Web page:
PSA testing in men over 70 years of age — some perspective

A new report in the Journal of Clinical Oncology suggests that — at least between 2000 and 2005 — “excessive PSA screening in elderly men with limited life expectancies” was a significant problem, and may remain so today.

The role of PSA testing in older men with life expectancies of 15 years and less is controversial. The U.S. Preventive Services Task Force (USPSTF), when it last reported on this topic, recommended that prostate cancer testing was inappropriate in men aged 75 and older. By comparison, The “New” Prostate Cancer InfoLink has always felt that the Iowa Consensus position is more appropriately nuanced. Having said that, there clearly does come a point at which continuing to give PSA tests to elderly males with no prior evidence of prostate cancer becomes a pretty pointless exercise. Are we going to actively treat most of men of 85 years of age for localized prostate cancer if we actually find it? We sincerely hope not. Will there be rare exceptions? Probably.

Drazer et al. (with a full appreciation of the nature of the controversy) set out to describe the rates and predictors of PSA testing among older men in the United States.

They used as their database the population-based 2000 and 2005 National Health Interview Survey (NHIS). “PSA screening” was defined as the use of a PSA test as part of a routine exam within the preceding year. The NHIS collected demographic, socioeconomic, and functional characteristics, and a validated 5-year estimated life expectancy was calculated for all participants.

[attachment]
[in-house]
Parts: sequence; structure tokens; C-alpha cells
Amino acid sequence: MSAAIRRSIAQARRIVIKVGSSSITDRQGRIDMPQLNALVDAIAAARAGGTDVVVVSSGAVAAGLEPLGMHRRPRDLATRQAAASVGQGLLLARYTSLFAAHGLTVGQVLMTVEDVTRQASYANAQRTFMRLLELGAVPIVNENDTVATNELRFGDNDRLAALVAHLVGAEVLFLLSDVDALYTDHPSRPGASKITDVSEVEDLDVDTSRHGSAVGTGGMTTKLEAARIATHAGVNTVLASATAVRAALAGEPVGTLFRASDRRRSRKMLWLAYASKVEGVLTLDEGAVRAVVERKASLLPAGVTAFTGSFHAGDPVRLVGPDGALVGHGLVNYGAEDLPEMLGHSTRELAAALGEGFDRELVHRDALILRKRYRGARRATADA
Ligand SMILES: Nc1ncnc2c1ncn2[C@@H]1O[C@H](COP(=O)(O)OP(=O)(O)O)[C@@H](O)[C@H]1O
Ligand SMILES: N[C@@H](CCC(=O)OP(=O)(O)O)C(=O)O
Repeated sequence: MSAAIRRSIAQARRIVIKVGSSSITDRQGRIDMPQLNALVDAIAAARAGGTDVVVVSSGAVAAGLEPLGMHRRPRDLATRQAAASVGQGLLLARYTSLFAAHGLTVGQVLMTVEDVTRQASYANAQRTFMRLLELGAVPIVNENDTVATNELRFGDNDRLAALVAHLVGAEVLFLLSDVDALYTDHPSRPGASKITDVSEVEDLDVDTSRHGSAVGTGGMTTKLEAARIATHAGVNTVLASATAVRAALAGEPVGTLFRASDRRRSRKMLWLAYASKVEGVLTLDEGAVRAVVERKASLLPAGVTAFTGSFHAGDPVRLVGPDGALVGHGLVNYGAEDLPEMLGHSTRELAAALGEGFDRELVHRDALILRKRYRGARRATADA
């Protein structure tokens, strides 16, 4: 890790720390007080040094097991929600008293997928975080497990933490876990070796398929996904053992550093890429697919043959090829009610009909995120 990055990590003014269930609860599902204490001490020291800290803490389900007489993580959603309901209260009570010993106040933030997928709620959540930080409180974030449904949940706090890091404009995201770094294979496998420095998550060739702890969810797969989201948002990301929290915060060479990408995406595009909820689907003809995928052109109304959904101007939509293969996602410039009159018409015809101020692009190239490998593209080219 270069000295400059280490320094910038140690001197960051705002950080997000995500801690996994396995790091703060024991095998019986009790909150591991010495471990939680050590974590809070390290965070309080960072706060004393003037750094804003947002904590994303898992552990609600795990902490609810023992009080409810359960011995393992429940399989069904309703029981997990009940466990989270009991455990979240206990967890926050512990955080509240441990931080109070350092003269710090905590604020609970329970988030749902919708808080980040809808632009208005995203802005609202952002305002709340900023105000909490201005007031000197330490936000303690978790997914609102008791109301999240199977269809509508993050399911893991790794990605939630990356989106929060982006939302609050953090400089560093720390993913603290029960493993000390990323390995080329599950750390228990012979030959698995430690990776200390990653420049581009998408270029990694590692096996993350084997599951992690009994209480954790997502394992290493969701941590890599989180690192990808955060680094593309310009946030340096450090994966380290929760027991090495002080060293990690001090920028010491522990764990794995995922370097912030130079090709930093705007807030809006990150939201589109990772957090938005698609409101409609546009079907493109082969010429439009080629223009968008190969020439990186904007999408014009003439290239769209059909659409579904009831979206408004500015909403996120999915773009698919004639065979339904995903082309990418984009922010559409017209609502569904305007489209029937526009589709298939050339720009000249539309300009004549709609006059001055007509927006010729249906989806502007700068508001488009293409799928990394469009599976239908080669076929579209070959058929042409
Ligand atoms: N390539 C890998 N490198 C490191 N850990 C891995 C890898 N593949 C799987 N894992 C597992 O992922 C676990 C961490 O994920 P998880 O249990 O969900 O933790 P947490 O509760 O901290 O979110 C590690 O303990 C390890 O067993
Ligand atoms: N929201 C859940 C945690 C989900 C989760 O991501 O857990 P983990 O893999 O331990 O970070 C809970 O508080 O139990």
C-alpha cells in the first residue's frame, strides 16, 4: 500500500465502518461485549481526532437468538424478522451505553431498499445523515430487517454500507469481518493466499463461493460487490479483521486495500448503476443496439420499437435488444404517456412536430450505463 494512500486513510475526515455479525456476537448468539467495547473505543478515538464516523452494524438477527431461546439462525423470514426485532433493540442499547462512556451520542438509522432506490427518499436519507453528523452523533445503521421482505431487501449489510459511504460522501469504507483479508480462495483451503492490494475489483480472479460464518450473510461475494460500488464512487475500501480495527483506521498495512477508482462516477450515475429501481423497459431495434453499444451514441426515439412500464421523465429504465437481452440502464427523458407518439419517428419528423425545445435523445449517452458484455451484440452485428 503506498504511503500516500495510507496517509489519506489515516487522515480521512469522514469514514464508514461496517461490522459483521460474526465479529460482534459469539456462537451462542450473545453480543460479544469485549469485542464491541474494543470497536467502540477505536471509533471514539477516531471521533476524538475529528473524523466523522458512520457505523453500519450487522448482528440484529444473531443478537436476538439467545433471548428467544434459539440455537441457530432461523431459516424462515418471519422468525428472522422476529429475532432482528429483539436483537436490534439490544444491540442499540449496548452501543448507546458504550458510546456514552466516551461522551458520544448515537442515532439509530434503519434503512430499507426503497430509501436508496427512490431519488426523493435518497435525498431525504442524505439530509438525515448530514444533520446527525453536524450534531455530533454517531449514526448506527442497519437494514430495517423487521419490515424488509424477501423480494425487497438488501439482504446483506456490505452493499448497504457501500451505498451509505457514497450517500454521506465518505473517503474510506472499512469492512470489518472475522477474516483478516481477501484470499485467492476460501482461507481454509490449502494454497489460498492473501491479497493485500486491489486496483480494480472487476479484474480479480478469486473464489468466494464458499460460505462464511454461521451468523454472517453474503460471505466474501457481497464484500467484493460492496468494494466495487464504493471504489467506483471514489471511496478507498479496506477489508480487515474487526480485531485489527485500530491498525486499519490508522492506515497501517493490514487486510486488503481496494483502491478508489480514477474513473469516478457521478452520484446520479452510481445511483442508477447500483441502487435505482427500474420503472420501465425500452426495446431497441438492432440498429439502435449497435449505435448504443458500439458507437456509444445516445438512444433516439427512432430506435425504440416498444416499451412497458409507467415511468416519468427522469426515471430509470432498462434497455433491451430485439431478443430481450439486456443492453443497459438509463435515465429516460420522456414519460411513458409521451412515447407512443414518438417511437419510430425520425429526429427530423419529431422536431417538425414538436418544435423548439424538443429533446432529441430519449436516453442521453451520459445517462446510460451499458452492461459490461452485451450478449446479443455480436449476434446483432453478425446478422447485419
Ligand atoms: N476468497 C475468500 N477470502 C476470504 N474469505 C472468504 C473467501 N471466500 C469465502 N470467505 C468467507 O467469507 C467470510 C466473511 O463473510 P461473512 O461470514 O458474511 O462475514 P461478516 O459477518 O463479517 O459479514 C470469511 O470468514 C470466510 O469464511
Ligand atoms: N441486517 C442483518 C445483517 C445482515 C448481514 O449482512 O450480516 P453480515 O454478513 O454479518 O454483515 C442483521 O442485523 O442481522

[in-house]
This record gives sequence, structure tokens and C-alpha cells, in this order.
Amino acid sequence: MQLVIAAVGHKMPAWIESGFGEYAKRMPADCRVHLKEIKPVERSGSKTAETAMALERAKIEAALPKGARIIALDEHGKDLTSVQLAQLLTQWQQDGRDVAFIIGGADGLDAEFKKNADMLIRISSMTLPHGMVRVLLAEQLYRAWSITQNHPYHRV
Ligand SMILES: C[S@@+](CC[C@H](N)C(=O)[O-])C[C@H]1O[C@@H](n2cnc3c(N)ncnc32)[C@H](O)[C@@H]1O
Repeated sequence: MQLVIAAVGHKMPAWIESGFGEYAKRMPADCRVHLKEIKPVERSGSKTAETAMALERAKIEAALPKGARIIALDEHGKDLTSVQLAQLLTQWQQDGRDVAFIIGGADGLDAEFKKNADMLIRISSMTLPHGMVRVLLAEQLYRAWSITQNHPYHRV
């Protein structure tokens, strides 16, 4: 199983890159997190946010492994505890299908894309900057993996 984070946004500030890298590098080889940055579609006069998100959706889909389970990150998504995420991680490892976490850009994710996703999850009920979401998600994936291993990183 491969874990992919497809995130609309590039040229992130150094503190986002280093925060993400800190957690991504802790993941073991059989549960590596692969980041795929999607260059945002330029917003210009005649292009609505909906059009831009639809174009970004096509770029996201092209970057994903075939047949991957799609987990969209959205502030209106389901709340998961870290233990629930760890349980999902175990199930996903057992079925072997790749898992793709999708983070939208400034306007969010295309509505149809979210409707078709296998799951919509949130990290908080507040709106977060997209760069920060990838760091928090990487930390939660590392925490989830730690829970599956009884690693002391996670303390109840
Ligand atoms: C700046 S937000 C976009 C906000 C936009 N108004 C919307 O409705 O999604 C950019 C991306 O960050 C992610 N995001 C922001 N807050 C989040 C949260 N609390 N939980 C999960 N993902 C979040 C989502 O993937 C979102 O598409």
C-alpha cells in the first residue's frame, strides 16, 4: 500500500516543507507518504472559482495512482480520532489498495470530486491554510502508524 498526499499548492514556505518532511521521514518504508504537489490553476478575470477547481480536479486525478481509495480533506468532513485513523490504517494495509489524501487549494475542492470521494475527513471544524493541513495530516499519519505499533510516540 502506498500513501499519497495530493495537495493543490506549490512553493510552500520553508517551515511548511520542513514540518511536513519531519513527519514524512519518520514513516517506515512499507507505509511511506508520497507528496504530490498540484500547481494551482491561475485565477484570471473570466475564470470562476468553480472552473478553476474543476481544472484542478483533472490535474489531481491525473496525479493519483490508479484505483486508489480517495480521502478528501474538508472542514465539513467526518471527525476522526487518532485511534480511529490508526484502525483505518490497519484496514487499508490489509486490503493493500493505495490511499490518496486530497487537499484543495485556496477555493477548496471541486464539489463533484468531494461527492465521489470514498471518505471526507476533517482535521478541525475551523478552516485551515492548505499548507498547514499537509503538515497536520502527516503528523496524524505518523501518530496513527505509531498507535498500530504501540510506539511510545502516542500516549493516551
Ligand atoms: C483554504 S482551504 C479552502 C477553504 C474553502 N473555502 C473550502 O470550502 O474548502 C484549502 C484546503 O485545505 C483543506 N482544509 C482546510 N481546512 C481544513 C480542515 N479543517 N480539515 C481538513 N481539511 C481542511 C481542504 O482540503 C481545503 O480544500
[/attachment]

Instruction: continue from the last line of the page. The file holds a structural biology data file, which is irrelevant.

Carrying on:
The results of the study showed the following:

  • The PSA screening rate was 24.0 percent in men aged 50 to 54 years.
  • The PSA screening rate increased steadily with age until a peak of 45.5 percent among men of age 70 to 74 years.
  • Among men of > 74 years of age, screening rates then gradually declined by age.
  • The PSA screening rate was 24.6 percent among men aged 85 years or older who reported being screened.
  • Among men aged 70 years or older, screening rates varied by estimated 5-year life expectancy:
    • For men with high life expectancies (≤ 15 percent probability of 5-year mortality) the screening rate was 47.3 percent.
    • For men with intermediate life expectancies (16-48 percent probability of 5-year mortality), the screening rate was 39.2 percent.
    • For men with low life expectancies (>48 percent probability of 5-year mortality), the screening rate was 30.7 percent.
  • Estimated life expectancy and age remained independently associated with PSA screening in multivariate analysis.

Drazer and his colleagues conclude that — in the USA between 2000 and 2005 — rates of PSA screening were associated with age and estimated life expectancy.

Now there is very good evidence that, for men initially diagnosed with low- to intermediate-risk, truly localized prostate cancer, there is little to no clinical impact on their life within 5 years. This does tend to make one ask what the possible benefit could be to giving a PSA test to the vast majority of men with a life expectancy of 5 years or less? And yet (between 2000 and 2005) we were apparently giving PSA tests to 30-40 percent of such men and to about 25 percent of men of 85 years of age or more (most of whom, presumably, also had life expectancies of 5 years or less). Were most of these men actually asking for these tests, or were their doctors just giving them these tests as part of a routine? Are the same sorts of rates of PSA testing evident today in a similar patient cohort, or have the recommendation of the USPSTF and the results of the PLCO and ERSCP trials lowered these rates? We have no real idea.

The bottom line to all of this is that there is a major disconnect between what a PSA test can actually tell a doctor and his elderly patient and what a smart doctor and a smart elderly patient would actually do with that information. The question that all doctors (and their elderly male patients) probably need to be asking themselves is, “If you did or didn’t have PSA data in a man with a life expectancy of < 5 years (or perhaps even < 10 years) and no prior history of risk for prostate cancer, would it actually make any difference to your recommendations for his management?” The situation is clearly different for men who have shown prior risk for prostate cancer … but not a lot different if that history includes at least two prior negative biopsies.